Members of the Craig/Moffat County Economic Development Partnership will see an increase in annual membership fees in 2005 as a result of the Partnership's attempt to increase funding and balance public and private investment in the organization.
The increase will impact new members this year.
"It was proposed because we have to bring more resources into the organization if we're going to provide the kind of programs we intend on providing," Director Tom Flavin said.
Before the fee structure was reorganized, memberships to the EDP started at $250 and went up according to the businesses' preferences. Any investment of $250 or more earned that business one vote to elect the Partnership's board of directors and the chance to nominate someone from the business to serve on the board.
The new fee structure doesn't change the amount of votes any business has.
What it will do, Flavin hopes, is move the Partnership away from being almost fully funded by the city and county and into being a business-funded organization that serves the business community.
"We wanted to have a more structured investment level that would create equity among those who are contributing to the organization," Flavin said.
The city contributes $30,000 to the EDP and the county $20,000 toward an annual budget of approximately $70,000.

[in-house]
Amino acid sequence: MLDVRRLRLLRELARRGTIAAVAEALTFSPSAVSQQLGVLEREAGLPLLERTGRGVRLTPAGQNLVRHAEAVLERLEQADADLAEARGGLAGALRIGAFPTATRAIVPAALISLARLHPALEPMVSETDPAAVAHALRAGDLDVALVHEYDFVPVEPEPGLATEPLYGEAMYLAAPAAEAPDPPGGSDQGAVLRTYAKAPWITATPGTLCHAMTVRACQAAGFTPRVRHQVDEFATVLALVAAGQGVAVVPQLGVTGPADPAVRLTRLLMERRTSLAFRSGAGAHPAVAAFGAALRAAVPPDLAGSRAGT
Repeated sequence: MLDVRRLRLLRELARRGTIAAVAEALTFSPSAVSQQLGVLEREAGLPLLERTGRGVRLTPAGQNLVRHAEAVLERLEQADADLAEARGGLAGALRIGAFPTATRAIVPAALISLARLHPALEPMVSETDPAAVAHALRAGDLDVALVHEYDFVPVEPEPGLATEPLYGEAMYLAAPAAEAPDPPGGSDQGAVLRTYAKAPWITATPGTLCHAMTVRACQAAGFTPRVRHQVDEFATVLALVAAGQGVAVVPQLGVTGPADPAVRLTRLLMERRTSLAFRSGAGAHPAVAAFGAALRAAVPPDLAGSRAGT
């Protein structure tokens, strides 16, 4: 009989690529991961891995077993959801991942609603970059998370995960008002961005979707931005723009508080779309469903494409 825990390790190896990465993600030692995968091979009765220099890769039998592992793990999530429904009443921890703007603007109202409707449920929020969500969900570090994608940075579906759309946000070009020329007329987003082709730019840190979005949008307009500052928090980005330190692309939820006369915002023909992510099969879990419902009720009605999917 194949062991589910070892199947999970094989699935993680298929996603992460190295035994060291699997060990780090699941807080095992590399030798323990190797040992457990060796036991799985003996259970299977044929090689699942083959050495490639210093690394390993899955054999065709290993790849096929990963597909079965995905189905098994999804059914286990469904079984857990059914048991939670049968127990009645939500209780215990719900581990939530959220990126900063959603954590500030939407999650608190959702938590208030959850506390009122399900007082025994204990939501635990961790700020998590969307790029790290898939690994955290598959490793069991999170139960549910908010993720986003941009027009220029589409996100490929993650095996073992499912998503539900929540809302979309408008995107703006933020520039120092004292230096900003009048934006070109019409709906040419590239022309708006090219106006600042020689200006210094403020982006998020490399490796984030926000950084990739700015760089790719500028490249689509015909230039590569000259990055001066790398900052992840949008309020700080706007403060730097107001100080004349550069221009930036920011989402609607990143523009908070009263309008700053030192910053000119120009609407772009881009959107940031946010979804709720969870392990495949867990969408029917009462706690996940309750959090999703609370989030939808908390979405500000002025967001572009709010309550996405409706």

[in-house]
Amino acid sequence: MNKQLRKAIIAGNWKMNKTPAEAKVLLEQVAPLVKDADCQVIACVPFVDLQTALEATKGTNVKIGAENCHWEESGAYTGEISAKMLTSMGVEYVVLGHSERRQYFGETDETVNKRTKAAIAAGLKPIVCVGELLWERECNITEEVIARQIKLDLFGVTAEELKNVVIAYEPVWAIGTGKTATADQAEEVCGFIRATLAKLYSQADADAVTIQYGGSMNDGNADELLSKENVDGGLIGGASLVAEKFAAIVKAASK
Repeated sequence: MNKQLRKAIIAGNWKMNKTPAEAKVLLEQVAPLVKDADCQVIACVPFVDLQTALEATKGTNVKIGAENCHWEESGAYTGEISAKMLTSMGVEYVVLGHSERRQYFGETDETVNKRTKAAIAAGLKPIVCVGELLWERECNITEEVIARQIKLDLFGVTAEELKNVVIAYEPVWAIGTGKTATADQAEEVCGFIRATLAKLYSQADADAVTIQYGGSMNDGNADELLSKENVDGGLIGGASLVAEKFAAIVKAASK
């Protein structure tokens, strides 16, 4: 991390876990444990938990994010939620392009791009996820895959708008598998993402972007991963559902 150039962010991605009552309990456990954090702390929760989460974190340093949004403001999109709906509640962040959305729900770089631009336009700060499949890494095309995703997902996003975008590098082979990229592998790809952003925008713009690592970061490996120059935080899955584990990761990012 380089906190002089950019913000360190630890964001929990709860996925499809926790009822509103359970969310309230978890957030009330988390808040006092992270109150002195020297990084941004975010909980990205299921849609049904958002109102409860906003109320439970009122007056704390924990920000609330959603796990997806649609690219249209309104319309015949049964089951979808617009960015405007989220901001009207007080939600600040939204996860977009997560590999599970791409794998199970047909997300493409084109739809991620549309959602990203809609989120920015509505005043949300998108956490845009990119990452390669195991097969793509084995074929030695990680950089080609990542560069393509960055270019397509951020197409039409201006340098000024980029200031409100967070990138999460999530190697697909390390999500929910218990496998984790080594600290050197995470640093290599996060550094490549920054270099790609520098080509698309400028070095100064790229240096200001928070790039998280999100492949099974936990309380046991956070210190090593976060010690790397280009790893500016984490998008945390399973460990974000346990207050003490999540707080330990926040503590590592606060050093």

Flavin's goal is to increase private contributions to at least 50 percent of the total this year and reach an eventual goal of 70 percent to 80 percent.
A membership committee has been established and key industry groups defined.
Each will receive a marketing packet that Flavin hopes will lead to a person-to-person discussion on the benefits the EDP will have on the community.
In exchange for increased fees, EDP board president Scott Cook hopes existing business will see increased value from the EDP as it works toward a three-pronged goal of helping existing businesses, recruiting new businesses and helping residents start new businesses.
Flavin said it may be awhile before those goals are measurable, but he expects to eventually track them through jobs created, increased tax revenue and increased assessed valuation.
"We're a nonprofit organization, but we don't expect businesses to join just to be good corporate citizens," he said. "We need to provide some value.
"We eventually hope to identify specific economic improvements that have resulted from programs we've put into place."
Flavin said current EDP members have been informed of the change to the fee structure, and while no one has dropped their membership, there have been some complaints.
"In the limited feedback I've had, there's some concern, which we will address and demonstrate the value of the organization not only to them as a member, but to them as a business in the community," he said.
Cook said increased fees will help the partnership develop a plan for dealing with business relocation inquiries and help existing businesses, through educational programs and speakers.
Georgina McAnnally, owner of American Northwest Realty, is one member whose dues will increase in 205, but it's an investment she's happy to make.
"I believe economic development is the best thing for the community and I believe that we need to pitch in and make it happen."
McAnnally is also an EDP board member.
Christina M. Currie can be reached at 824-7031, Ext. 210
or by e-mail at firstname.lastname@example.org.